# Question 95762

Oct 7, 2017

${\text{0.2 mol L}}^{- 1}$

#### Explanation:

My guess is that you're referring to the mass of exactly $1$ mole of sodium hydroxide, $\text{NaOH}$.

The idea here is that you need to convert the number of grams of sodium hydroxide present in your solution to moles by using the compound's molar mass.

Sodium hydroxide has a molar mass of approximately ${\text{40 g mol}}^{- 1}$, which means that $1$ mole of sodium hydroxide has a mass of $\text{40 g}$.

This means that your sample contains

4 color(red)(cancel(color(black)("g"))) * "1 mole NaOH"/(40color(red)(cancel(color(black)("g")))) = "0.1 moles NaOH"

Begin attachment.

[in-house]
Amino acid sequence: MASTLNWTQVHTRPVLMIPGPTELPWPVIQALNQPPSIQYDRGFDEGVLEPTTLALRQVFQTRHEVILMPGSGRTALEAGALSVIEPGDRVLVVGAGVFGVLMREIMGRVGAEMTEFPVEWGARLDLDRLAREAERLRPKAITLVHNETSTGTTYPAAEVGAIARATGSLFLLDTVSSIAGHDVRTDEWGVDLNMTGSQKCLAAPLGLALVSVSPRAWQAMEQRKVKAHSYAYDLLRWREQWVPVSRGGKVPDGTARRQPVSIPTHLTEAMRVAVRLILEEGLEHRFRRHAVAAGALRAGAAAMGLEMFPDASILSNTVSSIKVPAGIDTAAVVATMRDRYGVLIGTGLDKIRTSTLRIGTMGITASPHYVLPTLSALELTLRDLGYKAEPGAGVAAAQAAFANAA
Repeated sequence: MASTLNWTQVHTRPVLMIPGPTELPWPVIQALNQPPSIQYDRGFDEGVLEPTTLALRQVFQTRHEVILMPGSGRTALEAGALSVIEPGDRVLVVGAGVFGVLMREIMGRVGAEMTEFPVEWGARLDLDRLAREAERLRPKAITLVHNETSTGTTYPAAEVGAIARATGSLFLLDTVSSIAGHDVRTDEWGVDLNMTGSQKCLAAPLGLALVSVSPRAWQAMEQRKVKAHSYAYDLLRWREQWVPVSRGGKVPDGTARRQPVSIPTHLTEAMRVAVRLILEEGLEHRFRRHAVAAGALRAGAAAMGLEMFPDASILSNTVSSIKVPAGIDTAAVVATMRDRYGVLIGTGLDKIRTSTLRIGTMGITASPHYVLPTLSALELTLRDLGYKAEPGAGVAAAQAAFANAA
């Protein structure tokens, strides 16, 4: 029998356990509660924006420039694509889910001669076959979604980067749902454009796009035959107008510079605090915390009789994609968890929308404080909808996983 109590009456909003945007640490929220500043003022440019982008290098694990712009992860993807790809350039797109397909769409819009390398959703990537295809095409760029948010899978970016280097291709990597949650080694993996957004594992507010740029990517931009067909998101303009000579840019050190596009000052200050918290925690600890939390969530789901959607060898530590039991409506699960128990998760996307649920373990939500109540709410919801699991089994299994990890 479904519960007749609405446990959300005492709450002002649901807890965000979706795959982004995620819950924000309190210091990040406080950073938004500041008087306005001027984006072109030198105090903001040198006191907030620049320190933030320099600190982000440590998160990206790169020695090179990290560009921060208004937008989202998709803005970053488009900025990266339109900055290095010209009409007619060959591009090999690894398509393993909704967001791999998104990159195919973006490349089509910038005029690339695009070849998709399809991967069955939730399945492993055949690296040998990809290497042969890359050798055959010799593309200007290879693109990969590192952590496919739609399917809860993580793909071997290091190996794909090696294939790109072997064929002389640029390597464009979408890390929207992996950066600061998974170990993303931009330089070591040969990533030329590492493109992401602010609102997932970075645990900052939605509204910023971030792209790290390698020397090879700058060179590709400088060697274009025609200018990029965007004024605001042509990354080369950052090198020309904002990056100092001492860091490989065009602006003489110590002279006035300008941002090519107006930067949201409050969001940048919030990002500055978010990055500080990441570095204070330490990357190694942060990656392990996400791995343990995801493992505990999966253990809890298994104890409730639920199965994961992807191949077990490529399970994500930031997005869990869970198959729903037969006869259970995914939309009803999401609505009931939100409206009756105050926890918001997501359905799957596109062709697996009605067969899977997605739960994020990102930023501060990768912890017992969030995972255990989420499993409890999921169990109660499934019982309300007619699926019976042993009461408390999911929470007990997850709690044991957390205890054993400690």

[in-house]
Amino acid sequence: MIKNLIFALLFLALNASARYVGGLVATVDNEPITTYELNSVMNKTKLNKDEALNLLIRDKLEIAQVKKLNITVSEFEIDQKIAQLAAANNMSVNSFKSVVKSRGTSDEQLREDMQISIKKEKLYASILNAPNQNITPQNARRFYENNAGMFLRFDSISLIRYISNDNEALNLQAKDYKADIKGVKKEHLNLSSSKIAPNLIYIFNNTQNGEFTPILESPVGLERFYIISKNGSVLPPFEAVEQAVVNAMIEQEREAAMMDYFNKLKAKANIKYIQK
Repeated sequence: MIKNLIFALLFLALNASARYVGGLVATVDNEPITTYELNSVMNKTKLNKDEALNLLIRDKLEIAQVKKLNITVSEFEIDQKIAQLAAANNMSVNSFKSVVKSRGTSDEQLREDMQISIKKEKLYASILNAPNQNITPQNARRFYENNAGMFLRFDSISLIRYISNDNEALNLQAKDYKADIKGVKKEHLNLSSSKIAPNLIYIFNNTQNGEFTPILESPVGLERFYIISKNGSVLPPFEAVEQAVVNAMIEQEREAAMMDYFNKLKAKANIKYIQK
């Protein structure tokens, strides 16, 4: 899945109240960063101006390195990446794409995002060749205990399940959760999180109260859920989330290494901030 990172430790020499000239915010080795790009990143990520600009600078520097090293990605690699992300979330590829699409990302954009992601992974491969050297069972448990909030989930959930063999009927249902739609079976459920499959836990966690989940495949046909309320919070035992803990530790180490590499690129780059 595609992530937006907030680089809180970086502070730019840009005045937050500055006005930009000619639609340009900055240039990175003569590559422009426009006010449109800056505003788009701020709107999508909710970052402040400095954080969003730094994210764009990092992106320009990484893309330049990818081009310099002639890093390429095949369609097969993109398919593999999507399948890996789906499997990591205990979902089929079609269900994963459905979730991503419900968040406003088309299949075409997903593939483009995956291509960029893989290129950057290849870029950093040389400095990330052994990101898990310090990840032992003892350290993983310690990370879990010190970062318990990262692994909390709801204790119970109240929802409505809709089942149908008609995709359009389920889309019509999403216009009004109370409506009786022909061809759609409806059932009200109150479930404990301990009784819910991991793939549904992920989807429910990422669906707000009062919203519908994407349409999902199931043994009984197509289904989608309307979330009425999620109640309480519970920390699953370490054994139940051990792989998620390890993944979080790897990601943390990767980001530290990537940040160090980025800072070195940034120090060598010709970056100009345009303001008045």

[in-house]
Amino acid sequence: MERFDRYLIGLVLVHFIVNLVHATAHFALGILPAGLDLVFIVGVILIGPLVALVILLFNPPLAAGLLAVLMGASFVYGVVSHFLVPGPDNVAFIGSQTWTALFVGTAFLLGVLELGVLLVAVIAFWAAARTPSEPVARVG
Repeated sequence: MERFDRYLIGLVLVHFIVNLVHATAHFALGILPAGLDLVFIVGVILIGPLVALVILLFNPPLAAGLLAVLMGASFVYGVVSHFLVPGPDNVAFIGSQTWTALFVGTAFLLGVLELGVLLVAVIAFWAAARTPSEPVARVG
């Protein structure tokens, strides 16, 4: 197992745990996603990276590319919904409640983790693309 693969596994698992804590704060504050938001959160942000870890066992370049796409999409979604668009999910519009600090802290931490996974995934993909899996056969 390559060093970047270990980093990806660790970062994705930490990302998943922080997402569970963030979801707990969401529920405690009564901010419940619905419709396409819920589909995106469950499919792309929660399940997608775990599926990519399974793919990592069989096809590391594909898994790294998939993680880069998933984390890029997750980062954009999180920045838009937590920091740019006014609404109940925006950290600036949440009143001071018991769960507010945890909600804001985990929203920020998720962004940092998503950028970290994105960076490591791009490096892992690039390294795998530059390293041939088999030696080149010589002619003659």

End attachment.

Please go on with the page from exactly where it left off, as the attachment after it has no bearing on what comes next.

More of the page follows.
Now, the molarity of the solution tells you the number of moles of solute present in exactly $\text{1 L} = {10}^{3}$ $\text{mL}$ of solution. Since you know how many moles of solute are present in $\text{500 mL}$ of solution, you can say that ${10}^{3} \textcolor{w h i t e}{.} \text{mL" = "1 L}$ of solution will contain

10^3 color(red)(cancel(color(black)("mL solution"))) * "0.1 moles NaOH"/(500color(red)(cancel(color(black)("mL solution")))) = "0.2 moles NaOH"#

Therefore, you can say that the solution has a molarity of

$\textcolor{\mathrm{da} r k g r e e n}{\underline{\textcolor{b l a c k}{{\text{molarity = 0.2 mol L}}^{- 1}}}}$

The answer is rounded to one significant figure.